Ngoc (Annie) Nguyen

About me

Joining DEEP and CABAH at the start of my PhD in 2020, I focus on the dynamics of floral distribution in eastern Australia on volcanically derived soils. Over the course of my PhD I hope to investigate the patterns and drivers of species occurring in different areas as a result of varying nonbiological (e.g., geologic and climatic) and biological (e.g., animal pollinators) factors.

My research disciplines are as diverse as the mountain-tops I will be studying. I began my journey in Archaeology and Geography as an undergrad at the University of Queensland. At UQ, I also completed my Honours in Geography. My Honours thesis topic was on the timing (~3 Ma) and formation of the island of Timor-Leste, and how the flora of the island was influenced by major climatic and geological processes through time. Continuing with this theme, my Master’s thesis at the University of Melbourne looked into how the flora of south-eastern Australia changed during the Eocene Greenhouse to Oligocene Icehouse transition (~33 Ma) as a result of Australia’s northward migration and Antarctica’s permanent continental-scale glaciation.

 

Following on from this, I will now look at how the flora of eastern Australia has been shaped from the Eocene to present as the continent migrated over a volcanic hotspot in its equatorward journey. In the past decade I have been fortunate to have the opportunity to explore into other disciplines between each degree; including earthquake modelling at Geoscience Australia and The Australian National University, as well as teaching English as a foreign language in Germany.  

Key interests

  • Plant ecology

  • Biodiversity of tropical forests

  • Climatic and geological processes influencing floral dynamics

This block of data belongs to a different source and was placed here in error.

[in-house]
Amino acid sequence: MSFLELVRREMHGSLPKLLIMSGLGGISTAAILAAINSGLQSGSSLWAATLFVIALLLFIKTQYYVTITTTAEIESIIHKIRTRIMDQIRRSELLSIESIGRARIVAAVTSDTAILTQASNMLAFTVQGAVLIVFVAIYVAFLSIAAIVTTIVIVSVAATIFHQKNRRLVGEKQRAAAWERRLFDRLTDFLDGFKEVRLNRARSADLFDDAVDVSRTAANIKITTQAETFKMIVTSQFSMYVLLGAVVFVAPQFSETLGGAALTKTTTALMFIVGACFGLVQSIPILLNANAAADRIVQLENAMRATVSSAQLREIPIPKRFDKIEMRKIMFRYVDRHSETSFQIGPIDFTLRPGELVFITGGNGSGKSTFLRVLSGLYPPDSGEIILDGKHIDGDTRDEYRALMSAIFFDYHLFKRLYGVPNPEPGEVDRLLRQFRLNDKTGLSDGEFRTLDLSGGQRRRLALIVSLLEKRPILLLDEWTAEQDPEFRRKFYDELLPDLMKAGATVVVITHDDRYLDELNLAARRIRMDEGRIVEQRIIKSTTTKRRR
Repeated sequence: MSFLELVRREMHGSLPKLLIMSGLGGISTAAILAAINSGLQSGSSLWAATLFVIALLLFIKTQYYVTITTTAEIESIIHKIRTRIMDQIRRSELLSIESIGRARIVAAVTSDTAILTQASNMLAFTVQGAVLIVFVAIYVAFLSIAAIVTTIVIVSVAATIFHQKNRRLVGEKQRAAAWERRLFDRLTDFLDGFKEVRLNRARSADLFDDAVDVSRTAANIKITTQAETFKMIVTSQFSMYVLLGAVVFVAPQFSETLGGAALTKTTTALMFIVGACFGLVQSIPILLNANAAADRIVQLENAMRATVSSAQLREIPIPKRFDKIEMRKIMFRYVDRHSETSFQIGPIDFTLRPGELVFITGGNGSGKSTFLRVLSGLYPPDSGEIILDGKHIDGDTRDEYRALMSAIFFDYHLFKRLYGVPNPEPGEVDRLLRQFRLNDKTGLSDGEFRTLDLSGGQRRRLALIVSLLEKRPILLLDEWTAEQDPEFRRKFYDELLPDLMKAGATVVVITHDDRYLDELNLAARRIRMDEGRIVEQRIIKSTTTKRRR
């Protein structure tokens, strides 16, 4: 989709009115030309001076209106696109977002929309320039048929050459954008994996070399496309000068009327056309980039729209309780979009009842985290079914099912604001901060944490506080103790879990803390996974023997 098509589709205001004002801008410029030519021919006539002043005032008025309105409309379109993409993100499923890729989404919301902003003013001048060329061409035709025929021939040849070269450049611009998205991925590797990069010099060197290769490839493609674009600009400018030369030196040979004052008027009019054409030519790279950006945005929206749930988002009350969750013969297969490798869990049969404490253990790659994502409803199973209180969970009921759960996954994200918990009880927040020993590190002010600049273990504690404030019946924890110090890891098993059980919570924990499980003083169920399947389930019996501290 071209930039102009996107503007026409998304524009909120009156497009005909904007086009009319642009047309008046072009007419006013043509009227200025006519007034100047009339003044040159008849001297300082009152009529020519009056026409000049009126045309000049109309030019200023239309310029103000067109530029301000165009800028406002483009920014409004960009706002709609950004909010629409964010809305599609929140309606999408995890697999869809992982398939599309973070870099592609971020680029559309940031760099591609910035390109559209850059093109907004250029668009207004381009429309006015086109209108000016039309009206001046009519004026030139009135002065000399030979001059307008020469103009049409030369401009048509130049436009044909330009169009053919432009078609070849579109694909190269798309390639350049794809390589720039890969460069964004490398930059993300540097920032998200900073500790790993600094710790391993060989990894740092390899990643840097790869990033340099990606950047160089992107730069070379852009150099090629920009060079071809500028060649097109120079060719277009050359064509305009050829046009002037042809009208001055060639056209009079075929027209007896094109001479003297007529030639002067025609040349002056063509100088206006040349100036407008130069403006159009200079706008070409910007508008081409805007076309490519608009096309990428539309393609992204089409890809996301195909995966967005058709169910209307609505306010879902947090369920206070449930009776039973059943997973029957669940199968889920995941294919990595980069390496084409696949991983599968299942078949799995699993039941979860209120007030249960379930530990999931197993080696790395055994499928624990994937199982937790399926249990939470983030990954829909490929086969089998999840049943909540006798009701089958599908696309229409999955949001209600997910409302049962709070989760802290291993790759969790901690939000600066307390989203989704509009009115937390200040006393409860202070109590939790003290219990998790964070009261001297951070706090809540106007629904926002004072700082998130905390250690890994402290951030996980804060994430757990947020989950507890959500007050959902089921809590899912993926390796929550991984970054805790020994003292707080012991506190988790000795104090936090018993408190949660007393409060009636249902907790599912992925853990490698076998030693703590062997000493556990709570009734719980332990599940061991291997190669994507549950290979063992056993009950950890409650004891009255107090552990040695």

• Conservation, sustainability & sustainable development

  • Land-use change
     

Publications

Griffin, J., Nguyen, N., Cummins, P., & Cipta, A. (2019). Historical Earthquakes of the Eastern Sunda Arc: Source Mechanisms and Intensity‐Based Testing of Indonesia’s National Seismic Hazard Assessment. Bulletin of the Seismological Society of America, 109(1), 43-65. DOI: 10.1785/0120180085

Nguyen, N., Griffin, J.D., Cipta, A., & Cummins, P. (2015). Indonesia's Historical Earthquakes: Modelled Examples for Improving the National Hazard Map. Record 2015/23. Geoscience Australia, Canberra. DOI: 10.11636/record.2015.023

Nguyen, N., Duffy, B., Shulmeister, J., & Quigley, M. (2013). Rapid pliocene uplift of timor. Geology, 41(2), 179-182. DOI: 10.1130/g33420.1

Duffy, B. G., Quigley, M., Nguyen, N., & Shulmeister, J. (2011). The rise and fall of an arc-continent collisional orogen: insights from synorogenic sediments in Timor Leste. AGUFM, 2011, T51A-2305. BIBCODE: 2011AGUFM.T51A2305D
 

PhD research with DEEP

 

My PhD project, supervised by Prof. Barry Brook, Dr. Jessie Buetell and Dr. Stefania Ondei aims to investigate the drivers of endemism and biodiversity of eastern Australia’s forest on volcanically derived soils formed during Australia’s separation from Gondwana. Volcanic hotspot tracks formed in the Early Eocene in Queensland and continued into New South Wales during the Oligocene through to present-day in Victoria. These elevated volcanic formations may have acted as a refugium for many species during Australia’s many climatic phases and glacial cycles. Accordingly, these potential refugia may be biodiversity hotspots that harbour rare and endangered species with a high degree of endemism. To understand what risks future climate change may pose on their distribution, an understanding of factors that influenced their existence is first required.

 

 

View of Main Range from Mt Cordeaux – Annie Nguyen

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